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Richard Lovelace

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English Literature

There is much to Richard Lovelace – not only did he have an education from both Oxford and Cambridge, but he also composed poetry written to entertain the reigning King of England. Alongside his appreciation for all the finer things in life, he spent his time writing texts that would be considered major contributions to the English literary canon. Read on to find out where he and other 'Cavalier poets' stand in the tradition of English Literature.

Richard Lovelace: Biography

Born on 9 December 1617, Richard Lovelace was one of eight Lovelace family children. As the son of Sir William Lovelace and Anne Barne Lovelace, he came from a family of means. Being landed gentry, Richard Lovelace was 11 when his family paid for him to attend the Sutton's Foundation at Charterhouse School. In 1631, he was given the honorary title 'Gentleman Wayter Extraordinary' to the reigning ruler at the time, King Charles I. It is perhaps because of this that he loyally served the King throughout his life.

By the time Richard Lovelace was 18 years old, he had already received a Master of Arts degree from the University of Oxford. During his time at the university, Lovelace produced almost 200 poems and a play that was performed at his college. Afterwards, he went on to study at the University of Cambridge. It is at Cambridge that he met and went into the service of Lord Goring, after which his life was rife with political turmoil. It was this political trouble that often inspired some of his best work.

As a soldier in Lord Goring's regiment, Richard Lovelace fought in the Bishops' Wars and also stirred up trouble in the House of Commons in 1642, wherein he presented a pro-Royalist petition that should have been burned. It was his political activism that led to his imprisonment twice, once in 1642 and again in 1648. Upon his release, he learned of the execution of the King, which contributed to his composition of the volume of poems titled Lucasta (1649). Richard Lovelace, considered one of the greatest Cavalier poets, died in 1657 and two years after his death, his poetry was published by his brother, Dudley.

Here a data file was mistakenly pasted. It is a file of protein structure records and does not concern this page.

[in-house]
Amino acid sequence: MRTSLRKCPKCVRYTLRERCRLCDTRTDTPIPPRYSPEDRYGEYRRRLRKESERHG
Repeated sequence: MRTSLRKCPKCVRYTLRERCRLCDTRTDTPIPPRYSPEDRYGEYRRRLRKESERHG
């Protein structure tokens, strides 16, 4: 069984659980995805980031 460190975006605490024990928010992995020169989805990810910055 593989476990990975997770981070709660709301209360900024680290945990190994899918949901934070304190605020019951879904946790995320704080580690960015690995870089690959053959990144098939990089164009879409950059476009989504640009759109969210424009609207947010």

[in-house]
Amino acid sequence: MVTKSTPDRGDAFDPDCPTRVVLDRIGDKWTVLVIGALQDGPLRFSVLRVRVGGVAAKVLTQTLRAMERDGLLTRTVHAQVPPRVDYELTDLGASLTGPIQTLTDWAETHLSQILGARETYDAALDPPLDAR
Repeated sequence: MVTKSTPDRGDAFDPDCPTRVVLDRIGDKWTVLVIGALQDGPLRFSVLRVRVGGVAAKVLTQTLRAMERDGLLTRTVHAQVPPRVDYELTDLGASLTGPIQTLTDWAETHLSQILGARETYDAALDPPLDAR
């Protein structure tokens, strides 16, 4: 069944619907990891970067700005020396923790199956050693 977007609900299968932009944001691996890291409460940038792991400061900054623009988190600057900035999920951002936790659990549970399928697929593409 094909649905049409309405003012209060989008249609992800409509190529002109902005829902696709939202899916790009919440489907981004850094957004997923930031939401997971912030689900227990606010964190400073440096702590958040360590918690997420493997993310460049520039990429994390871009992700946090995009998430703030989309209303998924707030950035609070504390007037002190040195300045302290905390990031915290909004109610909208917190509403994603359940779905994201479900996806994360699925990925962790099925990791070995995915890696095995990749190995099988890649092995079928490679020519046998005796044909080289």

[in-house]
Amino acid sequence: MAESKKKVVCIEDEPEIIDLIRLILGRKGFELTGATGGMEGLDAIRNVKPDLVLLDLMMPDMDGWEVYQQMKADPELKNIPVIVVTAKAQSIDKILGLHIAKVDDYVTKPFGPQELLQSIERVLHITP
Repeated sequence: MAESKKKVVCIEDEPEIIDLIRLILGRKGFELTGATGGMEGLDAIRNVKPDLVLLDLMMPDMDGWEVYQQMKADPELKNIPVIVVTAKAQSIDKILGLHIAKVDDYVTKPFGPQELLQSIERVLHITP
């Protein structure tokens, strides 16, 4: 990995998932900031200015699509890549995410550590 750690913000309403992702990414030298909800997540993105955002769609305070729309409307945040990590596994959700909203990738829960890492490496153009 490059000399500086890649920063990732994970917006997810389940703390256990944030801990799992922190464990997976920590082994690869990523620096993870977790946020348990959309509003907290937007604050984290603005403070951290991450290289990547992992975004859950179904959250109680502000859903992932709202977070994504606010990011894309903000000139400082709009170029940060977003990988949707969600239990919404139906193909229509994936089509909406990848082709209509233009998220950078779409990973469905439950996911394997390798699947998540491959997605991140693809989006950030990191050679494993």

Cavalier poets refer to a group of poets that composed poetry in support of King Charles I.

The place of Richard Lovelace's birth is unknown, but it is speculated to be somewhere in Kent, Holland, or Woolwich

Richard Lovelace: Poems

In the following section, we will look at some of the famous poems written by Richard Lovelace and the circumstances that inspired them.

Richard Lovelace's 'To Lucasta, Going to the Warres' (1649)

Tell me not, (sweet,) I am unkinde, That from the nunnerieOf thy chaste breast and quiet minde To warre and armes I flie.True: a new Mistresse now I chase, The first foe in the field;And with a stronger faith imbrace A sword, a horse, a shield.Yet this inconstancy is such, As you too shall adore;I could not love thee, dear, so much,Lov'd I not Honour more.

Published in the Lucasta collection, this poem was written when Lovelace was serving in the regiment of Lord Goring and participating in the Bishops' Wars. Although it is possible, it is not known whether or not Lovelace intended to write the poem for a real woman. In the poem, the speaker addresses a woman called 'Lucasta' and expresses profound sadness at the thought of having to leave her and fight a war. This indicates that the poem was from a soldier's perspective and carries a note of chivalry and honour throughout. The poem brings out the theme of love pitted against duty, wherein the speaker argues that he would not be worthy of Lucasta's love if he did not fully commit to his duties in war.

Richard Lovelace's 'To Althea, from Prison' (1642)

When love with unconfined wings Hovers within my gates;And my divine Althea brings To whisper at the grates;When I lye tangled in her haire, And fetterd to her eye,The birds, that wanton in the aire, Know no such liberty.When flowing cups run swiftly roundWith no allaying Thames,Our carelesse heads with roses bound, Our hearts with loyal flames;When thirsty griefe in wine we steepe, When healths and draughts go free,Fishes, that tipple in the deepe, Know no such libertie.When, like committed linnets, I With shriller throat shall singThe sweetnes, mercy, majesty, And glories of my King.When I shall voyce aloud, how good He is, how great should be,Inlarged winds, that curle the flood, Know no such liberty.Stone walls doe not a prison make, Nor iron bars a cage;Mindes innocent and quiet take That for an hermitage;If I have freedome in my love, And in my soule am free,Angels alone that sore above Enjoy such liberty.